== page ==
Recently a cardiology team from India found that early graying and baldness predict heart disease. These two risk factors are on top of the conventional risk factors. The ones that are known already are high cholesterol, obesity, smoking, high blood pressure and physical inactivity.
Clinical trial showing that early graying and baldness predict heart disease
790 young Indian men aged less than 40 were at the core of the study that correlated heart disease with early graying and early balding. The study also included 270 age-matched controls. All subjects of the study underwent EKG’s done, echocardiograms, blood tests and coronary arteriograms. Researchers quantified male pattern baldness, and a scale determined the degree of graying. Research decided on 5 graying categories. No.1 was pure black, no. 5 pure white. Category 2 was black greater than white, category 3 was when black equaled white. In category 4 white was greater than black.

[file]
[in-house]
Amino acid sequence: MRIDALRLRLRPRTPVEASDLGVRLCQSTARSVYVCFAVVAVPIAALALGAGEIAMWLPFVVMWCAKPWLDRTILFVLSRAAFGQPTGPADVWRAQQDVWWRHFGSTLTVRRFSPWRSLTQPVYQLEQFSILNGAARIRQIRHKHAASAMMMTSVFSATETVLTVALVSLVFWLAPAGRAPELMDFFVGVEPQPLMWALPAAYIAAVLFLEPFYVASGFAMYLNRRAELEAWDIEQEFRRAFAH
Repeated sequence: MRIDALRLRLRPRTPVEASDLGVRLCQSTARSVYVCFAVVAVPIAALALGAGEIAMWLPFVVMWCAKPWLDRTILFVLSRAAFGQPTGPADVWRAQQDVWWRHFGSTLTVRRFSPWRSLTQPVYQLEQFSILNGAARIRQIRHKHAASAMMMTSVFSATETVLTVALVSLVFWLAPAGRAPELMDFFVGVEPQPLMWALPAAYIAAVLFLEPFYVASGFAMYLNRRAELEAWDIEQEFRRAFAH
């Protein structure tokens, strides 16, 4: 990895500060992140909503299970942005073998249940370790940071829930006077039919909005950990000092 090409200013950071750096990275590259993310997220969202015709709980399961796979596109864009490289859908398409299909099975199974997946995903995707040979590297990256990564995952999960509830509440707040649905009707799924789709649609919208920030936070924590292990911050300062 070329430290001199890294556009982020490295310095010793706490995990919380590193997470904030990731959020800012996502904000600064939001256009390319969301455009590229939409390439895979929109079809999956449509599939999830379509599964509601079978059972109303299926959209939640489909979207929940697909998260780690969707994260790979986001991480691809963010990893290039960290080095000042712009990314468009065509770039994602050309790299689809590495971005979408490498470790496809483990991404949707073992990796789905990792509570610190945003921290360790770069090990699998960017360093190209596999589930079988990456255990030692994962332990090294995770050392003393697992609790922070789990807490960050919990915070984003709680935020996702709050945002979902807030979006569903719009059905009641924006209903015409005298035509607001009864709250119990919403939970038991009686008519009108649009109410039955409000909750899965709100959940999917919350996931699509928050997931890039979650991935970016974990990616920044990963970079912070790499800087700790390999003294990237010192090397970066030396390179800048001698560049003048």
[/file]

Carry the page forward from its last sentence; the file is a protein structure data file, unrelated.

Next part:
Findings of study
The researchers found that young men with coronary artery disease had 50% premature graying while controls had only 30%. Similarly, 49% of young men with coronary artery disease had male-pattern baldness versus only 27% in controls.
When researchers adjusted the data for age and other cardiovascular risk factors, they could calculate the following risks. Male-pattern baldness had a risk of 5.6-fold in connection with coronary artery disease. Premature graying was showing a 5.3-times greater risk than controls to develop coronary artery disease.
Obesity showed a risk increase of 4.1-fold compared to non-obese controls. All the other predictors of coronary artery disease were lower than male-pattern baldness and prematurely graying hair in men younger than age 40. The other risk factors were diabetes, high blood pressure, and family history of premature coronary artery disease, lipid abnormality or smoking.
A study from India found that there are other risk factors than the traditional ones for developing cardiovascular disease. Male-pattern baldness had a risk of 5.6-fold in association with coronary artery disease. Premature graying showed a risk of 5.3-times the risk of controls to develop coronary artery disease.
In comparison, obesity only had a risk of 4.1-fold compared to non-obese controls. All the other established risk factors for developing coronary artery disease are much smaller than the ones discussed.
Cardiologists found the new risk factors for coronary artery disease interesting. They commented that these high-risk people would need closer monitoring to minimize the risk of developing heart disease.